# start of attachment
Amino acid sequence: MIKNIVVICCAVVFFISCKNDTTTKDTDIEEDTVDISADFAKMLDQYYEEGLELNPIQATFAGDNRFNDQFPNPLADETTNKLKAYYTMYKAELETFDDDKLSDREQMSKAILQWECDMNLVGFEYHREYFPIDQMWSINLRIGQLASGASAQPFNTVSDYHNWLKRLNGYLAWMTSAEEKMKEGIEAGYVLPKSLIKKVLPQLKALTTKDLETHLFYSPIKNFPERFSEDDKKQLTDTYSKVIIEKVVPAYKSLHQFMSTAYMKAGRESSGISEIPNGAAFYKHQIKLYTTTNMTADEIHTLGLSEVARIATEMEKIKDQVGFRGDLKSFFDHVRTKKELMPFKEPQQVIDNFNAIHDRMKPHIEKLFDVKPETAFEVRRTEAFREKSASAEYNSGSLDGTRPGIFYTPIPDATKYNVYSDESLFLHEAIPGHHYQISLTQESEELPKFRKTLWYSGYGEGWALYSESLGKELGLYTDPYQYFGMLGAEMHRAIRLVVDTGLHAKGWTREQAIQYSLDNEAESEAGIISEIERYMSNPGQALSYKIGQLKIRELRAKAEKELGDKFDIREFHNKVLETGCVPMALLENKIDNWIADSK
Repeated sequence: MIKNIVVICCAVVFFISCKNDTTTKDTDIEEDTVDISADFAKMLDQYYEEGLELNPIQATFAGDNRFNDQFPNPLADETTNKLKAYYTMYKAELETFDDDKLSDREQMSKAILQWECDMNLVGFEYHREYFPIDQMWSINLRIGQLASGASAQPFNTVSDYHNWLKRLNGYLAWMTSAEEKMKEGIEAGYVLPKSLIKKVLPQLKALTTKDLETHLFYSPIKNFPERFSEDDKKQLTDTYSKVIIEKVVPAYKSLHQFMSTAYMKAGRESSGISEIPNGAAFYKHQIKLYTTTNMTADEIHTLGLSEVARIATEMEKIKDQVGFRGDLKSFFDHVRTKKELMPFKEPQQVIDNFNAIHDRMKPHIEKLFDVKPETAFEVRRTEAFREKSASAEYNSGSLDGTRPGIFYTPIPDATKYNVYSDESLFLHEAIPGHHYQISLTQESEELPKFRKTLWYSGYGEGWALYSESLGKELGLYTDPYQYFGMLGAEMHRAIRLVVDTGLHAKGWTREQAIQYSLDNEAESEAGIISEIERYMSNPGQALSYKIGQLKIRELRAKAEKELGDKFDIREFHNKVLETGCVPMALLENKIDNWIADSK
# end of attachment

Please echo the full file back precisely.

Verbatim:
Amino acid sequence: MIKNIVVICCAVVFFISCKNDTTTKDTDIEEDTVDISADFAKMLDQYYEEGLELNPIQATFAGDNRFNDQFPNPLADETTNKLKAYYTMYKAELETFDDDKLSDREQMSKAILQWECDMNLVGFEYHREYFPIDQMWSINLRIGQLASGASAQPFNTVSDYHNWLKRLNGYLAWMTSAEEKMKEGIEAGYVLPKSLIKKVLPQLKALTTKDLETHLFYSPIKNFPERFSEDDKKQLTDTYSKVIIEKVVPAYKSLHQFMSTAYMKAGRESSGISEIPNGAAFYKHQIKLYTTTNMTADEIHTLGLSEVARIATEMEKIKDQVGFRGDLKSFFDHVRTKKELMPFKEPQQVIDNFNAIHDRMKPHIEKLFDVKPETAFEVRRTEAFREKSASAEYNSGSLDGTRPGIFYTPIPDATKYNVYSDESLFLHEAIPGHHYQISLTQESEELPKFRKTLWYSGYGEGWALYSESLGKELGLYTDPYQYFGMLGAEMHRAIRLVVDTGLHAKGWTREQAIQYSLDNEAESEAGIISEIERYMSNPGQALSYKIGQLKIRELRAKAEKELGDKFDIREFHNKVLETGCVPMALLENKIDNWIADSK
Repeated sequence: MIKNIVVICCAVVFFISCKNDTTTKDTDIEEDTVDISADFAKMLDQYYEEGLELNPIQATFAGDNRFNDQFPNPLADETTNKLKAYYTMYKAELETFDDDKLSDREQMSKAILQWECDMNLVGFEYHREYFPIDQMWSINLRIGQLASGASAQPFNTVSDYHNWLKRLNGYLAWMTSAEEKMKEGIEAGYVLPKSLIKKVLPQLKALTTKDLETHLFYSPIKNFPERFSEDDKKQLTDTYSKVIIEKVVPAYKSLHQFMSTAYMKAGRESSGISEIPNGAAFYKHQIKLYTTTNMTADEIHTLGLSEVARIATEMEKIKDQVGFRGDLKSFFDHVRTKKELMPFKEPQQVIDNFNAIHDRMKPHIEKLFDVKPETAFEVRRTEAFREKSASAEYNSGSLDGTRPGIFYTPIPDATKYNVYSDESLFLHEAIPGHHYQISLTQESEELPKFRKTLWYSGYGEGWALYSESLGKELGLYTDPYQYFGMLGAEMHRAIRLVVDTGLHAKGWTREQAIQYSLDNEAESEAGIISEIERYMSNPGQALSYKIGQLKIRELRAKAEKELGDKFDIREFHNKVLETGCVPMALLENKIDNWIADSK